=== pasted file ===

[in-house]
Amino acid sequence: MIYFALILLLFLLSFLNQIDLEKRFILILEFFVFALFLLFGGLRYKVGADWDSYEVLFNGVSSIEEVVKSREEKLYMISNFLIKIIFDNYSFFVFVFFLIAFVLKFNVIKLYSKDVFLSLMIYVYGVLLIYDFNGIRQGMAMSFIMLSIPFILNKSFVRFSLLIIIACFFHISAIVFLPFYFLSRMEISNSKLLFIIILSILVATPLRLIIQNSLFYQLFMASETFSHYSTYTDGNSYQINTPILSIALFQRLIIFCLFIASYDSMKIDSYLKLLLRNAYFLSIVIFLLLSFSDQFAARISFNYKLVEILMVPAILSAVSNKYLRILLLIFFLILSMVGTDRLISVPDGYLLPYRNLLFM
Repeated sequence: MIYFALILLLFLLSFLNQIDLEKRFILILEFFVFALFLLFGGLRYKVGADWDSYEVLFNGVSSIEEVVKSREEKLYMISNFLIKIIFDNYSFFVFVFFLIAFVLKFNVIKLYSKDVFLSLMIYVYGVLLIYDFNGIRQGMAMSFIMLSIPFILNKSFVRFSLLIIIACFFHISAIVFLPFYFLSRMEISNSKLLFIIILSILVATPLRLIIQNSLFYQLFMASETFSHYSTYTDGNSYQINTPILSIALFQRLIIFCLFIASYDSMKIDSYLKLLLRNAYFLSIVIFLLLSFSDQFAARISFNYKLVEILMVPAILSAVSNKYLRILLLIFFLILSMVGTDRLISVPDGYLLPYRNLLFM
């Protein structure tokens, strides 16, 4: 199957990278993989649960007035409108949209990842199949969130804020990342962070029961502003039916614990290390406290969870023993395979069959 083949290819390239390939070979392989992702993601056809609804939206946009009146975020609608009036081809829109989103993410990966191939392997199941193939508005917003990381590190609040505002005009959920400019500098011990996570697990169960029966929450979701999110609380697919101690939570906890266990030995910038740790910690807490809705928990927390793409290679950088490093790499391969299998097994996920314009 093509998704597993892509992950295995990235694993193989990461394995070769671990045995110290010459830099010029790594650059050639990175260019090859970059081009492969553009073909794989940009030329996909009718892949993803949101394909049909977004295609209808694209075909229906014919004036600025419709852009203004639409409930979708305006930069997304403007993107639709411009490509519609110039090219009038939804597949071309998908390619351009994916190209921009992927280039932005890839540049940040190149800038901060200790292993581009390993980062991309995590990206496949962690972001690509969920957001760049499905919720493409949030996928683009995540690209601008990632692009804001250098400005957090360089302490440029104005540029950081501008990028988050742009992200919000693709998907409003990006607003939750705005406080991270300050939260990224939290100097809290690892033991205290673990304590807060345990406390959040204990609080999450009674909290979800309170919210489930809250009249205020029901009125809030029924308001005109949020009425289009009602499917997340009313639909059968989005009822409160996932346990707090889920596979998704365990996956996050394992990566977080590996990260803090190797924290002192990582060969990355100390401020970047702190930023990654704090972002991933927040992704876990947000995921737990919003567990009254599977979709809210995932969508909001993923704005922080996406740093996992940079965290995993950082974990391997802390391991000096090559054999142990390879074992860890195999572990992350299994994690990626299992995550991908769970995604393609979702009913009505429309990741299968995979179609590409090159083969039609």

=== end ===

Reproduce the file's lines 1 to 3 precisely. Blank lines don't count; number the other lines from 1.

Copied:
[in-house]
Amino acid sequence: MIYFALILLLFLLSFLNQIDLEKRFILILEFFVFALFLLFGGLRYKVGADWDSYEVLFNGVSSIEEVVKSREEKLYMISNFLIKIIFDNYSFFVFVFFLIAFVLKFNVIKLYSKDVFLSLMIYVYGVLLIYDFNGIRQGMAMSFIMLSIPFILNKSFVRFSLLIIIACFFHISAIVFLPFYFLSRMEISNSKLLFIIILSILVATPLRLIIQNSLFYQLFMASETFSHYSTYTDGNSYQINTPILSIALFQRLIIFCLFIASYDSMKIDSYLKLLLRNAYFLSIVIFLLLSFSDQFAARISFNYKLVEILMVPAILSAVSNKYLRILLLIFFLILSMVGTDRLISVPDGYLLPYRNLLFM
Repeated sequence: MIYFALILLLFLLSFLNQIDLEKRFILILEFFVFALFLLFGGLRYKVGADWDSYEVLFNGVSSIEEVVKSREEKLYMISNFLIKIIFDNYSFFVFVFFLIAFVLKFNVIKLYSKDVFLSLMIYVYGVLLIYDFNGIRQGMAMSFIMLSIPFILNKSFVRFSLLIIIACFFHISAIVFLPFYFLSRMEISNSKLLFIIILSILVATPLRLIIQNSLFYQLFMASETFSHYSTYTDGNSYQINTPILSIALFQRLIIFCLFIASYDSMKIDSYLKLLLRNAYFLSIVIFLLLSFSDQFAARISFNYKLVEILMVPAILSAVSNKYLRILLLIFFLILSMVGTDRLISVPDGYLLPYRNLLFM